The combustion chamber 14 ensures that the combustion will occur over the entire rear side area of the radiating body 15. The flame can propagate laterally. In an alternative embodiment without a separate combustion chamber, the passages 20 are connected together at the rear side of the radiating body 15 by transversely running passages. The flames burn, in this embodiment, at the inlet portion of the passages 20 at the rear sides of the radiating body 15 whereby transverse passages ensure uniform distribution of the flames over the entire back side of the radiating body 15. In this embodiment the values of the area proportions or length proportions of the passages pertain to the flame-free portions.
With all of the radiating bodies 15 shown in the Figures, the radiating front side is about 200 mm in width and about 150 mm in height.
In FIGS. 2-7 various embodiments have been shown of radiating bodies 15 with throughgoing passages 20. The cross section of the passages 20 is either circular in the form of a regular polygon. The ratio of the length to the maximum diameter of the passages in the flame-free region amounts to more than 3 and preferably is greater than or equal to 5.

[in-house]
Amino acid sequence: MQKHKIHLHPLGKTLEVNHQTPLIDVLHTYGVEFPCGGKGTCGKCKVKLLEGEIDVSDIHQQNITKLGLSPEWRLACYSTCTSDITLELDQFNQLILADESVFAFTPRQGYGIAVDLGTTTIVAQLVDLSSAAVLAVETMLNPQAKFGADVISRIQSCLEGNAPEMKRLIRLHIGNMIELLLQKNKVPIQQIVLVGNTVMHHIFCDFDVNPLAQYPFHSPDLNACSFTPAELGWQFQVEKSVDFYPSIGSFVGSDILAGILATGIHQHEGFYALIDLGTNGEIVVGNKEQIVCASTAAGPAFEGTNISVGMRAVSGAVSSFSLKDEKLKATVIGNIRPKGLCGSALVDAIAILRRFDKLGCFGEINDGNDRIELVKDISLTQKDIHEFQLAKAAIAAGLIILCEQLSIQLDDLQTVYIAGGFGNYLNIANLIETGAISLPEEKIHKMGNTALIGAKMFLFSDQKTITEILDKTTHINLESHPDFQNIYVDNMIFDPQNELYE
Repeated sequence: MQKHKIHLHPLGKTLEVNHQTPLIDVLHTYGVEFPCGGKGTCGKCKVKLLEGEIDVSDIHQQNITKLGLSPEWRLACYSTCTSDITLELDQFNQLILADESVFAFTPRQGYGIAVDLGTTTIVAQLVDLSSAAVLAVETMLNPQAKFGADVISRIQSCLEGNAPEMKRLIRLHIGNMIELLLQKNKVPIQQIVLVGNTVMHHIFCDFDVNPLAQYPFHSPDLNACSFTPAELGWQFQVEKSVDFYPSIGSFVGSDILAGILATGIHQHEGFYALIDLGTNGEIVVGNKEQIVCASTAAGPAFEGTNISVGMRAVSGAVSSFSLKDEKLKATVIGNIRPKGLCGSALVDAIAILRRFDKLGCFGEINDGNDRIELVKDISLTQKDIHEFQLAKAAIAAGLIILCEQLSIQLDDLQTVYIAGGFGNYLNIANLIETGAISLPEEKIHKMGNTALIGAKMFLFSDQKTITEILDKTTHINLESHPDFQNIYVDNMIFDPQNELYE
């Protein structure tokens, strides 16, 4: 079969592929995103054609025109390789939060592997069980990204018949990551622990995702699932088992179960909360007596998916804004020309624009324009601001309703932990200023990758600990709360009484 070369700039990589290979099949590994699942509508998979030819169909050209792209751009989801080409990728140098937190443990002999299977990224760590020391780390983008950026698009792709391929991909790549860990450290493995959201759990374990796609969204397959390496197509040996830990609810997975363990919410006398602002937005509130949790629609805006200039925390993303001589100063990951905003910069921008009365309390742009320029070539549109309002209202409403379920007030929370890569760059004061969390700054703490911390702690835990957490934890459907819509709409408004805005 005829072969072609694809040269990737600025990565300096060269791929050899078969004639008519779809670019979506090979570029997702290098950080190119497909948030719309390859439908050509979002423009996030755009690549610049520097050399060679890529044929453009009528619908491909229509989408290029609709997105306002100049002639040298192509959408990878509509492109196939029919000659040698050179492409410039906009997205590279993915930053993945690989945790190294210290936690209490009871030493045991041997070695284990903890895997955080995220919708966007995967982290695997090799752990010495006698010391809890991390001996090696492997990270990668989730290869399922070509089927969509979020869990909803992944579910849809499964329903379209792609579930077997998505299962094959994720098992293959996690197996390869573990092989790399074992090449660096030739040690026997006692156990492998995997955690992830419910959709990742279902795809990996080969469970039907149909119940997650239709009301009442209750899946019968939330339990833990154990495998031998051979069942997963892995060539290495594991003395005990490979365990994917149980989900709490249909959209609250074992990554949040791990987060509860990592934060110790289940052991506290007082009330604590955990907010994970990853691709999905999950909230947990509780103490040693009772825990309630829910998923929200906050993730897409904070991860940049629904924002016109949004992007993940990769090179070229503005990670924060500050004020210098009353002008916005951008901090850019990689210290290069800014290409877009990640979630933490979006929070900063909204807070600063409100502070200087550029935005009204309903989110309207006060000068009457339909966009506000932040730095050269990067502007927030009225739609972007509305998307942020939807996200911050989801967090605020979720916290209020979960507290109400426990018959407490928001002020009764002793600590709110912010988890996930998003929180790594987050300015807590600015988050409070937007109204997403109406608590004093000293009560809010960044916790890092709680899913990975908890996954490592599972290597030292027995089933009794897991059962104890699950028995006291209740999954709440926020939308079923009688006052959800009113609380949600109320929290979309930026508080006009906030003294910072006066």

In the embodiment according to FIGS. 2 and 3, the passages are so configured that they widen from a circular cross section to about 4 mm in diameter to a square opening area with a side length of about 8 mm. The passages 20 are so arranged in a uniform pattern over one another and adjacent one another that on the front side webs of about 2 mm in thickness remain.
In the embodiment of FIG. 4, the mouth openings of the passages 20 are circular with a diameter of about 5 mm. The walls around the mouth openings of the passages 20 are circular. In order to have the passages 20 as densely packed as possible, they are arranged in a face-centered pattern. In the embodiment of FIG. 5, they widen over their entire lengths in circular cross section passages with a diameter to about 4 mm to a mouth diameter of about 15 mm. The result is fewer passages 20 with a larger mouth diameter than with the embodiment according to FIG. 4.